2. you can easily (as easily as putting up your hand and adding intention) heal the wounds and fears.

        You nailed it, Sue! Isn’t that always the way though. We forget we hold the power to change things and it was there all along!

        I haven’t meditated hardly at all lately. Sigh. I really need to get that habit going again. It keeps me grounded for sure. Maybe I will try and meditate later today if only for a few minutes, thanks for the suggestion. I feel so disconnected lately so it might help.

      3. I must say that having been a “reader” in the past, by my summation your encrytped code is correct, adding into it the wump wump of anticipation. That is a big part, because you are anticipating help from your father, upset because your mother wasn’t there to assist you. The best part is where it reverses because you are aware the situation can be undone.

  2. I was right there with you, Darla. So tenderly written.

    It seemed to be saying to me, as an outside observer, that no matter how hard it gets – even if the walls seem to be crashing in on you, everything will be alright. What a great message for Dad to send to you.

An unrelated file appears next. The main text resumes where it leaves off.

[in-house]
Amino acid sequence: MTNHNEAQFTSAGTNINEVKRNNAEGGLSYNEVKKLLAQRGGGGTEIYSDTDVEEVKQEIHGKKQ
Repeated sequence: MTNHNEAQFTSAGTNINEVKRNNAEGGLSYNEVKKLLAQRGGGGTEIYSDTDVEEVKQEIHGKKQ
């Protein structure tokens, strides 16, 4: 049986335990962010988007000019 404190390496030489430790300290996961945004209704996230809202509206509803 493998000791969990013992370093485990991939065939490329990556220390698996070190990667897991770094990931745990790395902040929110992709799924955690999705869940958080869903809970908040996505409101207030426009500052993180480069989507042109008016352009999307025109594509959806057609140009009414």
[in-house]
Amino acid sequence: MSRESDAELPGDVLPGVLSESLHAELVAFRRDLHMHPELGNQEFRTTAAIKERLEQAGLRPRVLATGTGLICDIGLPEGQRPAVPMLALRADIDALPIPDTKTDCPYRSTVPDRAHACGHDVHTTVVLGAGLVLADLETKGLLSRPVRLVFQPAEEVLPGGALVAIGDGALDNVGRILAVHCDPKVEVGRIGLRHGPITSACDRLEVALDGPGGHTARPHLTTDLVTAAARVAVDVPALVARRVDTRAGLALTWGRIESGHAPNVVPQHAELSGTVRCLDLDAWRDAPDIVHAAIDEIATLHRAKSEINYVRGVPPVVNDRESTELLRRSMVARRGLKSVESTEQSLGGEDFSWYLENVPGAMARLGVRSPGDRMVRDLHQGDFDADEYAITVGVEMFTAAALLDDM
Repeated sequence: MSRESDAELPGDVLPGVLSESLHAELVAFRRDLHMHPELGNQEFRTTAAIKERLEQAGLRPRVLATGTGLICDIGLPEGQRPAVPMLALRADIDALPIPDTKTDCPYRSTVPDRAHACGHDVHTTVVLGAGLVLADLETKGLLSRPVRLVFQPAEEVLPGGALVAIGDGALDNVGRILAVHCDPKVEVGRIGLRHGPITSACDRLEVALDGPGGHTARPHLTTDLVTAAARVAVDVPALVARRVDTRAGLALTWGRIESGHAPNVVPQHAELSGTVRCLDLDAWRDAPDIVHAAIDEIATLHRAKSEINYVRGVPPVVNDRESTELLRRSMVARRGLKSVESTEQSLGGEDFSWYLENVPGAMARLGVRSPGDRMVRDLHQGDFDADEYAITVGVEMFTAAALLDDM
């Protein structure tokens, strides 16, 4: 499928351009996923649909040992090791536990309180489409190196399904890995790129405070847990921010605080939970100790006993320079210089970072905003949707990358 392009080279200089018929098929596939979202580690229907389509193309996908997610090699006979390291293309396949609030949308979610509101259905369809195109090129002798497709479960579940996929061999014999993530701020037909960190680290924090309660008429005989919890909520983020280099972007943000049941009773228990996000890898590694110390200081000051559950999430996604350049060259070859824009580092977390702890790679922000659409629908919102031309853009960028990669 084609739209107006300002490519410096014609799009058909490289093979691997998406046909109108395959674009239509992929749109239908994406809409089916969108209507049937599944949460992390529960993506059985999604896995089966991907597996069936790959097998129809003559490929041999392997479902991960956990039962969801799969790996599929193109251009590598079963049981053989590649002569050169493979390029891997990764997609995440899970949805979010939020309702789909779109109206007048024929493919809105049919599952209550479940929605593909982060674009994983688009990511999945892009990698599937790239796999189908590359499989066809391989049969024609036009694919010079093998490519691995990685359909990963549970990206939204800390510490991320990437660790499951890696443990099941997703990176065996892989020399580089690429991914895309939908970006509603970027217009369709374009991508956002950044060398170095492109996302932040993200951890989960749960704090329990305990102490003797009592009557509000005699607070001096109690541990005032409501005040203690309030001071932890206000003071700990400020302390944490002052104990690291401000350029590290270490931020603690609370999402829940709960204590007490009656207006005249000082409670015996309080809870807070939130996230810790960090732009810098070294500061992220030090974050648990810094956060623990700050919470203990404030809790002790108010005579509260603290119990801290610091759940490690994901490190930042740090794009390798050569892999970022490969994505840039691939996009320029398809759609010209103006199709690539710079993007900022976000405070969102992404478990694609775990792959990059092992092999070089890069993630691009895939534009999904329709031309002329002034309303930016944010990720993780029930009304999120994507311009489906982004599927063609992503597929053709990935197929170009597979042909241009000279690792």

You’re a special one, my friend.

    1. y’know, MJ. This was the hardest post I’ve ever written. And published. Thank you SO much for your comments. They mean a lot. My dad is around and he is helping me in many ways, I know that for sure.

      1. Not yet. I have noticed my spam is out of control lately. I used to get maybe a couple a day. Yesterday I got 55 in a span of 12 hours! And they’re all about New Banana nut muffins or some airline.

      2. I forgot to mention this, but as I was reading this post …
        I kid you not, a helicopter was thump-thump-thumping right there on tv – a story about Marines – as I was reading about the helicopter in your story. VERY weird, huh.

  3. Oh my word. That was a compelling piece if I ever did read one. You write about a dream you had? That’s one fantastic dream. Those are the kind that you mull over for days and days. Glad you thought to bring it to life.

  4. Good gracious, what a dream. I can’t imagine how much you’ve been mulling it over and carrying it around in your head. I can’t presume to interpret something that’s not personal to me, but dreaming about helicopters apparently denotes success; helicopter crashes denote failure or fear of failure and a lack of self-confidence. Seems like your father was trying to tell you he’s able to help you fend off failure or the fear of it. If having him in your life gave you confidence, that might relate. Thank you for sharing this – I’m sure it was difficult.